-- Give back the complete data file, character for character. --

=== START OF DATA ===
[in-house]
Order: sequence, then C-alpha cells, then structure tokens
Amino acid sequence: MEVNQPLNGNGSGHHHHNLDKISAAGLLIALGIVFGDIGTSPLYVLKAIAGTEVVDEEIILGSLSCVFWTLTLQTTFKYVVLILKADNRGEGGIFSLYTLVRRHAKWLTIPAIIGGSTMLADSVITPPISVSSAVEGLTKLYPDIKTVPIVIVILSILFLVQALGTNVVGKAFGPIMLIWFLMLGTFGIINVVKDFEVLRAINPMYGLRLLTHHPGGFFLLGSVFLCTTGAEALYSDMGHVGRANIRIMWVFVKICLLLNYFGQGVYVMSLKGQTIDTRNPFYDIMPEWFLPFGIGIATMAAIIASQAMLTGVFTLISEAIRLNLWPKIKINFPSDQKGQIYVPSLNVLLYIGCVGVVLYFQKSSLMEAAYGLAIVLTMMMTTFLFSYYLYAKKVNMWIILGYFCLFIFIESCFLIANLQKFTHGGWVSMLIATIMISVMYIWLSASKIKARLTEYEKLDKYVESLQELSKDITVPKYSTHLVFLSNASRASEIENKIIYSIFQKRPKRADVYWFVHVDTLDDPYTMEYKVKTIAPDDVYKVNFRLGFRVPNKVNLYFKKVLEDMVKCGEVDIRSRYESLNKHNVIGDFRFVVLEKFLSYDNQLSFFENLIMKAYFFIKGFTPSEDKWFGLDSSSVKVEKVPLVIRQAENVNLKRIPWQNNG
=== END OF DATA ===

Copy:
[in-house]
Order: sequence, then C-alpha cells, then structure tokens
Amino acid sequence: MEVNQPLNGNGSGHHHHNLDKISAAGLLIALGIVFGDIGTSPLYVLKAIAGTEVVDEEIILGSLSCVFWTLTLQTTFKYVVLILKADNRGEGGIFSLYTLVRRHAKWLTIPAIIGGSTMLADSVITPPISVSSAVEGLTKLYPDIKTVPIVIVILSILFLVQALGTNVVGKAFGPIMLIWFLMLGTFGIINVVKDFEVLRAINPMYGLRLLTHHPGGFFLLGSVFLCTTGAEALYSDMGHVGRANIRIMWVFVKICLLLNYFGQGVYVMSLKGQTIDTRNPFYDIMPEWFLPFGIGIATMAAIIASQAMLTGVFTLISEAIRLNLWPKIKINFPSDQKGQIYVPSLNVLLYIGCVGVVLYFQKSSLMEAAYGLAIVLTMMMTTFLFSYYLYAKKVNMWIILGYFCLFIFIESCFLIANLQKFTHGGWVSMLIATIMISVMYIWLSASKIKARLTEYEKLDKYVESLQELSKDITVPKYSTHLVFLSNASRASEIENKIIYSIFQKRPKRADVYWFVHVDTLDDPYTMEYKVKTIAPDDVYKVNFRLGFRVPNKVNLYFKKVLEDMVKCGEVDIRSRYESLNKHNVIGDFRFVVLEKFLSYDNQLSFFENLIMKAYFFIKGFTPSEDKWFGLDSSSVKVEKVPLVIRQAENVNLKRIPWQNNG